More on Home Insurance
More on Home Insurance
Published November 16, 2020
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A standard homeowners insurance policy does not cover earth movement of any type, including damage caused by subsidence. Damage caused by the “cracking, settling, shifting, or sinking of the earth’s surface” beneath your home or within your property boundaries is listed as an exclusion in standard policies. However mine subsidence, which is the most common type of subsidence homeowners tend to deal with, can be covered with mine subsidence insurance.
Eight states currently have mine subsidence insurance programs where coverage is available through state agencies or insurance companies that are mandated by law to offer subsidence protection. Depending on where you live, insurance companies may even be required to include mine subsidence coverage in homeowners insurance policies. In 34 Illinois counties, for example, insurance companies must provide mine subsidence coverage to residents.
If your home is above an old mine and your state doesn’t have a mine subsidence insurance program, check with your insurance company to see if they offer subsidence coverage that you can add on as a policy endorsement.
Damage due to subsidence is not covered by standard homeowners insurance, but additional coverage may be available
Mine subsidence is the most common type of subsidence that homeowners tend to deal with. You may be able to purchase mine subsidence coverage by contacting your state’s subsidence insurance program or your current insurer
Mine subsidence coverage generally covers damage caused by underground mines and mine water breakouts, but eligible structures and coverage limits vary from state to state
Subsidence is the gradual sinking or vertical collapse of the ground’s surface beneath a structure (picture a leveled home caving into the land beneath it). Common causes of subsidence include:
Underground mining for oil and water
Underground collapsing of coal or clay mines
Fissuring limestone and underground caverns
Diminishing soil lying beneath the ground’s surface level
According to the U.S. Geological Survey, at least 45 states have been affected by subsidence spanning more than 17,000 square miles across the country. Most land subsidence is caused by large volumes of water or oil being extracted from nearby sources.
Subsidence is considered an “earth movement”, a peril that is specifically not covered by homeowner’s insurance. Most policies also don't cover earthquakes, sinkholes, landslides, and the like.
Along with mine subsidence, standard homeowner’s insurance also won’t cover damage to your property from the following:
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Most land subsidence is caused by human activity, and underground mining is one of them. Mine subsidence insurance is a supplemental policy that covers damage caused by land subsidence. If you currently live above a mine or near mining activity, you may be able to get mine subsidence coverage through your home insurer. Otherwise, you can contact your state’s government agency to discuss your options.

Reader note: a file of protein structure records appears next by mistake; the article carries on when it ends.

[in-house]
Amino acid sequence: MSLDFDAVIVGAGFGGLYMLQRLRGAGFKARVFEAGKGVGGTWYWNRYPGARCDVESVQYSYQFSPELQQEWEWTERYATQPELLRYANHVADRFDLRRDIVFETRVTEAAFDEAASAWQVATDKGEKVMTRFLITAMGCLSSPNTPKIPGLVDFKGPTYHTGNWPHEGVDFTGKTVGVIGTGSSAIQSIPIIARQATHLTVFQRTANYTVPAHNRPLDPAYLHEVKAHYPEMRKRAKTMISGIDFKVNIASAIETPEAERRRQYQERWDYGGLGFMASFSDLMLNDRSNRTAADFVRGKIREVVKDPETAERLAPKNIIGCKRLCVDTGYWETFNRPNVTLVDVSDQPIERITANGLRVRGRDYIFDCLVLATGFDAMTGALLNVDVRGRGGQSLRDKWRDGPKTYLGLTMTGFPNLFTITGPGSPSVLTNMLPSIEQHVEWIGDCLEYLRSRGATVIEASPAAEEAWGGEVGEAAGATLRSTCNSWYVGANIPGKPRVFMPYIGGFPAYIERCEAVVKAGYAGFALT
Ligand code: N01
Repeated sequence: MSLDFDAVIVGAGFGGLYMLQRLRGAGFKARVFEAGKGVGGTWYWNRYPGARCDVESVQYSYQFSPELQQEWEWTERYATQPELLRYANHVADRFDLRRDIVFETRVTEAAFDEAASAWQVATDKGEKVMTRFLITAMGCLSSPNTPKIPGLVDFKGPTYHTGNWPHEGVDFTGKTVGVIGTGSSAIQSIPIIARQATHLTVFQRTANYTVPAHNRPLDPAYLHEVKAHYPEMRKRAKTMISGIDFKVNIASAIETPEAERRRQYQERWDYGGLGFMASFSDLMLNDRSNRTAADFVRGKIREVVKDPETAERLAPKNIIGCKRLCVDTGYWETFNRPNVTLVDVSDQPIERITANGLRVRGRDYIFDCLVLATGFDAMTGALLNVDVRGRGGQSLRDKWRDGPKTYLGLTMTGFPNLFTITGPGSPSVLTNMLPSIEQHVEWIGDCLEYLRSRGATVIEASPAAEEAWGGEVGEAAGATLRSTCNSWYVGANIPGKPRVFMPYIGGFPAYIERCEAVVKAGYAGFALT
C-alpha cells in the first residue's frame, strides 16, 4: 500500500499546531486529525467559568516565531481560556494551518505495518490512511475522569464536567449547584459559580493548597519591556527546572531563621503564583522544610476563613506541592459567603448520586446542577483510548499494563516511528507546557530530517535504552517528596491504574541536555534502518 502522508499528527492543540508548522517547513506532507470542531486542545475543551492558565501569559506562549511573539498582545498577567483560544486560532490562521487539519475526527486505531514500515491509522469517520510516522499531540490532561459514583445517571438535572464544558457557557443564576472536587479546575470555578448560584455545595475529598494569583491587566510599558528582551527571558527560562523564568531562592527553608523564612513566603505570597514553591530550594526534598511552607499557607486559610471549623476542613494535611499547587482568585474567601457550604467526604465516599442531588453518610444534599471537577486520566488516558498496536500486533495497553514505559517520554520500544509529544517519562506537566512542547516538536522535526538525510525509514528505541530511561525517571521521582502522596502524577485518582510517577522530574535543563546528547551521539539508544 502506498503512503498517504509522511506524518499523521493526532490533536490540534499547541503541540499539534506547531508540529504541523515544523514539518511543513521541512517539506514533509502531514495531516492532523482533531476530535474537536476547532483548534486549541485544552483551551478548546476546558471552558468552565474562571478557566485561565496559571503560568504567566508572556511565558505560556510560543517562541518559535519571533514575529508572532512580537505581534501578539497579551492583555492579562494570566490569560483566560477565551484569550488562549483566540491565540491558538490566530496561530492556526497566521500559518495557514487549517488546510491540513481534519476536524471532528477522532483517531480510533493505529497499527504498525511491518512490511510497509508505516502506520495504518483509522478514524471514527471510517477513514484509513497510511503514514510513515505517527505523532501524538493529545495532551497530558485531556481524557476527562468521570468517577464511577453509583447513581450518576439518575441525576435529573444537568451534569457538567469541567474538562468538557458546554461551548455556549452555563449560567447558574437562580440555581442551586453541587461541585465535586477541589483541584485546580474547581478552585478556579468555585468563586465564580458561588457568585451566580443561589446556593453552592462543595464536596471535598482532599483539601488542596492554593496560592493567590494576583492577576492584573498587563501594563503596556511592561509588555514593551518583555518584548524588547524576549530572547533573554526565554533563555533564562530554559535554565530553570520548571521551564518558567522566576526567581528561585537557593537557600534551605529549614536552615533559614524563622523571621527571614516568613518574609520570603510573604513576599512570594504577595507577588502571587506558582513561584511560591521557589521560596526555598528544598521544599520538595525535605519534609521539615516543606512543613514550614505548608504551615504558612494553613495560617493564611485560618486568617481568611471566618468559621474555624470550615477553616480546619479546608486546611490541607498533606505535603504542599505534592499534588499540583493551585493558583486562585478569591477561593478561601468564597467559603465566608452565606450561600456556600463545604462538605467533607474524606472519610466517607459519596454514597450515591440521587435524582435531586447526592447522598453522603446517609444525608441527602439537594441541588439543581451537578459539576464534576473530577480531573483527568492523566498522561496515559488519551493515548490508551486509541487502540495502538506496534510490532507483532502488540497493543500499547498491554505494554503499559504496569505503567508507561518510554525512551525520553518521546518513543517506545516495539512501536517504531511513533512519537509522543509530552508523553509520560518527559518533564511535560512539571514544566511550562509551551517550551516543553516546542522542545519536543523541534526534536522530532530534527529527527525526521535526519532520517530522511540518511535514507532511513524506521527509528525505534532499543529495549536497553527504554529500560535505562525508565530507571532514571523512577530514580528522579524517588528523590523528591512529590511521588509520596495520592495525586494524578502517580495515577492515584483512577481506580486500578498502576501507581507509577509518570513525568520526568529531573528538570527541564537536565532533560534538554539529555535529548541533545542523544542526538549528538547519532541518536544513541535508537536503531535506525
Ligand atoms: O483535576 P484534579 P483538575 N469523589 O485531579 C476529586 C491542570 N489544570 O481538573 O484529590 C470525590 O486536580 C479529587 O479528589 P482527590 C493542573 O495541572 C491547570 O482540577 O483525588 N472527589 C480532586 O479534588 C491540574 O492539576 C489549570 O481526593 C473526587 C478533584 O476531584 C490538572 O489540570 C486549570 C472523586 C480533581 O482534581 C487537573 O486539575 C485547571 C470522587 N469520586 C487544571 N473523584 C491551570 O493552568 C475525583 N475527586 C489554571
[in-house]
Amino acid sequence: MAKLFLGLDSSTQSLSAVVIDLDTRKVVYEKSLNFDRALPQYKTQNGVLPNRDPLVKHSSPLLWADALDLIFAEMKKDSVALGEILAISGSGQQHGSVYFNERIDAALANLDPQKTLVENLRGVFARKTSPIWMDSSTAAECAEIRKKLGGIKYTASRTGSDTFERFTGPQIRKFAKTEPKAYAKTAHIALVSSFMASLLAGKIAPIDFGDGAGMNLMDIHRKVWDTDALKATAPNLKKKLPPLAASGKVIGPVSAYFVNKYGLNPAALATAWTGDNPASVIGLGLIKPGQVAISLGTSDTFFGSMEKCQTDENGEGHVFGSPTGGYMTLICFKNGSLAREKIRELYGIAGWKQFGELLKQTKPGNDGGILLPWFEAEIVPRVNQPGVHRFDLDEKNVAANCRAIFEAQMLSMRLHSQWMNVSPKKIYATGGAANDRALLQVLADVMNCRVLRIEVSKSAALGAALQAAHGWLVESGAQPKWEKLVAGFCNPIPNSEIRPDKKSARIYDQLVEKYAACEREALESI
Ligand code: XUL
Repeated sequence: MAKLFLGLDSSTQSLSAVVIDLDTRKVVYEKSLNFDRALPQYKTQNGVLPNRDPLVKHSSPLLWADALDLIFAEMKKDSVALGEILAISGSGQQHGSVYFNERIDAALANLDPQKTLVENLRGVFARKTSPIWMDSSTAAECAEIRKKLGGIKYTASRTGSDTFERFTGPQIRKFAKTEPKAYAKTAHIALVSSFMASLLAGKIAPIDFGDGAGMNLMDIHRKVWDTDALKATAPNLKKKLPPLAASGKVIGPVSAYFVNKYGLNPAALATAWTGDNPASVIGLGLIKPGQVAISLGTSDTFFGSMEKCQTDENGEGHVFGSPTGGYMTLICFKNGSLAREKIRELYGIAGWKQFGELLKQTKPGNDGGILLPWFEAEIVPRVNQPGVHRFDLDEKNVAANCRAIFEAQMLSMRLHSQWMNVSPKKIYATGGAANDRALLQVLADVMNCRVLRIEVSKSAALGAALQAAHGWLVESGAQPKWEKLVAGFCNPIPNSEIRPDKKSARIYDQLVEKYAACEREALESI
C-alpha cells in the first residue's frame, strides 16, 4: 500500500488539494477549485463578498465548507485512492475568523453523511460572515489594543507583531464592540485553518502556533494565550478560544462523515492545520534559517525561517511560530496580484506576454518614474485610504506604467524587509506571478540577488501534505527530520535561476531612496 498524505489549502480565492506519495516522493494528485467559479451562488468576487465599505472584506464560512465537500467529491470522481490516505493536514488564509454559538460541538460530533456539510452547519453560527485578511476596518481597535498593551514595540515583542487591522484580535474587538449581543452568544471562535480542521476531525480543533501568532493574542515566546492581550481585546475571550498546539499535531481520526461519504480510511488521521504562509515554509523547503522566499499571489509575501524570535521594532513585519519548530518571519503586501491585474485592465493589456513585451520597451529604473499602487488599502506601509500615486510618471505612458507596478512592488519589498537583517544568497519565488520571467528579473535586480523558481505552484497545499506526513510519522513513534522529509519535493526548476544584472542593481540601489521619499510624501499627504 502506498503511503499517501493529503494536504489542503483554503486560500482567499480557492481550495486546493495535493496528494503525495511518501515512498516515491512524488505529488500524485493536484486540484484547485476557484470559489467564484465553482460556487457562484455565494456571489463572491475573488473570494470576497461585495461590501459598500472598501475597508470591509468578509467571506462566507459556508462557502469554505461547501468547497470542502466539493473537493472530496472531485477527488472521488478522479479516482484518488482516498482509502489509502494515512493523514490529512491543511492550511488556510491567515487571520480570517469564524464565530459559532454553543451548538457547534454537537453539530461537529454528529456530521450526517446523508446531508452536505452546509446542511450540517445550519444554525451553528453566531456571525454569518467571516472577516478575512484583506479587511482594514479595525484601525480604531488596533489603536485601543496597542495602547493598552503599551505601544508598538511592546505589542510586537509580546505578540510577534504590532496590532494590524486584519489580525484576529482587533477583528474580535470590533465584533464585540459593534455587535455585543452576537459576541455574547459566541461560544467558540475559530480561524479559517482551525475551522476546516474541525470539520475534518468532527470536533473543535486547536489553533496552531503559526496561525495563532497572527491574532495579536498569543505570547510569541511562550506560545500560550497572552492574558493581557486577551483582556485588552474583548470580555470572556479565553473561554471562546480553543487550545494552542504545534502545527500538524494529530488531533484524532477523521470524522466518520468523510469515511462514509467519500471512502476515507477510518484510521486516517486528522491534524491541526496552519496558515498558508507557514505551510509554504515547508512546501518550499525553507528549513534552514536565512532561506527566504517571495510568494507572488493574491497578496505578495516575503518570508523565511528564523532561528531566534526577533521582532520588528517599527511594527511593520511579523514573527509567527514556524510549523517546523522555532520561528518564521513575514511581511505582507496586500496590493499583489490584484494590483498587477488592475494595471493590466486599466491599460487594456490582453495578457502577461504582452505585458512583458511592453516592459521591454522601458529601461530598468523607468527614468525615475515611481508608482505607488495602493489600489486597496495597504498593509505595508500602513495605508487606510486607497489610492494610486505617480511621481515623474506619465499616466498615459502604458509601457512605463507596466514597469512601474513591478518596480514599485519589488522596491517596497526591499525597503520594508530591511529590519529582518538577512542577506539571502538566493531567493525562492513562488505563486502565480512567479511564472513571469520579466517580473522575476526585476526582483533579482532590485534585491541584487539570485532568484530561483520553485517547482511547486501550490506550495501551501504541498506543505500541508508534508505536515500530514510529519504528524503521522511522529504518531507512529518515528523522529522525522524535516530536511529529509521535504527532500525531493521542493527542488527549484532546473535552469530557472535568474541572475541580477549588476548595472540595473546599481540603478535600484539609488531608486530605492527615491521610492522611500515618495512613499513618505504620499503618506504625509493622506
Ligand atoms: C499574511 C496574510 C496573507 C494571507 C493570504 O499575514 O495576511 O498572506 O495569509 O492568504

Mine subsidence coverage is widely available in eight subsidence-prone states. Those states include Illinois, Ohio, Indiana, Pennsylvania, West Virginia, Wyoming, Colorado, and Kentucky. Coverage may be offered by both private carriers and state subsidence insurance programs, depending on your state. The specific structures covered by mine subsidence insurance will also vary based on where you live.
In Pennsylvania, where many homes and commercial properties are located above underground coal and clay mines, mine subsidence coverage is offered through the Commonwealth of Pennsylvania’s Department of Environmental Protection. In Indiana, you can get mine subsidence coverage through the Indiana Mine Subsidence Insurance Fund if you live in certain counties.
Most mine subsidence policies specify which structures are covered. For example, mine subsidence coverage in Pennsylvania covers buildings, but not the land or your personal items. The Ohio Mine Subsidence Insurance Underwriting Association offers coverage for one to four dwelling structures, which means your house but not separate structures on your property, like your garage or shed.
If you’re looking into subsidence coverage, you can start by reaching out to your home insurance company to see if coverage is offered as a coverage add-on. If your insurer doesn’t offer mine subsidence coverage, contact your state’s government agency or research mine subsidence coverage in your state.
Your coverage limits will vary depending on the state you live in and your policy terms and conditions. However most homeowners can get anywhere between $5,000 to $500,000 in coverage. It’s suggested that you select coverage limits equal to your home’s replacement cost plus 20% more for associated losses, according to the Commonwealth of Pennsylvania.
Stephanie Nieves is an insurance editor at Policygenius in New York City, specializing in auto and home insurance. She's been writing about insurance, finance and financial planning since 2018, and loves helping readers get the knowledge they need to make financial decisions with confidence. Her words can also be found on PayScale, Fairygodboss, and The Muse.
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